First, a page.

In the late 1970s, I was a childcare worker at a Catholic Home that provided care for physically and emotionally disturbed children, who followed a morning routine that started with a simple limit. After waking up, before they could leave their rooms, they had to make their beds and get dressed for school. They then called for a room check. Once those things were done, they would be allowed to leave their rooms and go on with their morning routine.
When it comes to making room for Christ in one’s busy family life, is there anything that can be learned from the above example when it comes to offering our prayers each day? What is the first thing you do when you get up? Is your first priority to pray, or do you need to brush your teeth, have coffee, make your beds (if that is a practice in one’s family) and then pray? If prayer is last on the list, what are the chances that there will be no time for prayer whatsoever? So when it comes to individual prayer, can a routine similar to that noted above be adopted among family members? How about no one leaves his or her room until morning prayers have been offered? This of course depends on age. But children who are seven and older can say the Trisagion Prayers and then the Prayer of the Hours. There are lots of prayer books available that are helpful. For children under seven years old, something simpler may be needed, and there are prayer books for young children. Ask your priest about them if you are not sure. For teens, this is a bit trickier. At what point does one allow them to take responsibility for their prayer rule without putting limits on them, as one would with those who are aged 13 and under?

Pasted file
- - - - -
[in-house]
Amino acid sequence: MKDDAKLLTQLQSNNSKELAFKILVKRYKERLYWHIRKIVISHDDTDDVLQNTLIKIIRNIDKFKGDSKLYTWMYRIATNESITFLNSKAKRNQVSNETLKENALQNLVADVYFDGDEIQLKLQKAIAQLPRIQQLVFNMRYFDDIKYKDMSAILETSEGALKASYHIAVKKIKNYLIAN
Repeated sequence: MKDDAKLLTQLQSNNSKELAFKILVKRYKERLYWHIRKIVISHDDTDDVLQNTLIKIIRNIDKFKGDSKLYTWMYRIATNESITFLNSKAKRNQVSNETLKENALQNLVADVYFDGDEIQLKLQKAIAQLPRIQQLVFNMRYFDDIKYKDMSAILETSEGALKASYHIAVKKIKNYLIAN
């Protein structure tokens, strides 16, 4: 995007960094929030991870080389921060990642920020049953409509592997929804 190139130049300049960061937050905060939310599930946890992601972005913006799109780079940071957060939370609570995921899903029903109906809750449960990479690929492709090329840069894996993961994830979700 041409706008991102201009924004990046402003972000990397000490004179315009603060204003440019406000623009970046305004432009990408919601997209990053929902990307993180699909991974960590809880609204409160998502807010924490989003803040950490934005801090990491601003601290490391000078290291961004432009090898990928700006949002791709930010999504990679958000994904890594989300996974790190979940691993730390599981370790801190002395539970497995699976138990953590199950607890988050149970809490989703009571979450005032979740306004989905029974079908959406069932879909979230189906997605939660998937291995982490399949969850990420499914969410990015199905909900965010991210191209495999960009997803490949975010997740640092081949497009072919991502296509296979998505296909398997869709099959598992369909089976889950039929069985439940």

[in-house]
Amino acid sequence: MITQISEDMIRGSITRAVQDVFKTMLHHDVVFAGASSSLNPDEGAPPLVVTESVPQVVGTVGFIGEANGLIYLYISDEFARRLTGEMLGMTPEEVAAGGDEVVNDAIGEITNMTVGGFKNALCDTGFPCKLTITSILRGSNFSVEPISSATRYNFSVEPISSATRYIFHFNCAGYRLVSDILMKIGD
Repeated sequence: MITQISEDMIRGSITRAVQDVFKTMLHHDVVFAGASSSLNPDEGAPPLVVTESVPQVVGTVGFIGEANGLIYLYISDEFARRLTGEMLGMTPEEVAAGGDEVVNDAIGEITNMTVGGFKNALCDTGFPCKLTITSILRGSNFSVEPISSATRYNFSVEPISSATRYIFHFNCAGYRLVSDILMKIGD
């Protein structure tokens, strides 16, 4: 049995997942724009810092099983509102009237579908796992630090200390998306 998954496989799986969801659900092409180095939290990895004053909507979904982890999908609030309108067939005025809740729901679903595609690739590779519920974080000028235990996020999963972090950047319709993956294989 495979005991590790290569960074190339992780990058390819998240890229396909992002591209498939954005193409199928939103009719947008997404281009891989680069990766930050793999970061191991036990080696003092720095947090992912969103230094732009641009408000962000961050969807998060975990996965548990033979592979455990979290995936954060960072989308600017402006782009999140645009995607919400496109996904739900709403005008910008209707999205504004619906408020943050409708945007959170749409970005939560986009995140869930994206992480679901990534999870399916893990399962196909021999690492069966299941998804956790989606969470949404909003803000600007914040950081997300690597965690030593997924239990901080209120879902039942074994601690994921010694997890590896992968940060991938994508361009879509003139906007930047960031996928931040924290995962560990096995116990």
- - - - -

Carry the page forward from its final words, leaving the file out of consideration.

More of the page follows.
My point is that if we are going to make room for Jesus in our busy family lives, it boils down to prioritizing our choices. If prayer to Him when we arise is not the first choice we make in our stewardship of time, chances are He will get lost in the sea of choices we make in the morning and throughout the rest of the day. But there are other ways to not let that happen. Hear the heart of the soul as prayed by the priest in the first of the twelve prayers of the Matins service:
We give thanks unto Thee, O Lord our God, Who has raised us up from our beds, and has put into our mouths the word of praise that we may worship and call upon Thy holy name. We pray, by Thy compassion, which Thou has always exercised in our life, send forth now also Thine aid upon those who stand before the presence of Thy holy glory, and await the rich mercy which is from Thee. And grant that they always with fear and love may adore, praise and hymn Thee, and worship Thine indescribable goodness.
More will follow on family prayer next week.
The blessing of the Lord be upon you,
+Paul of Chicago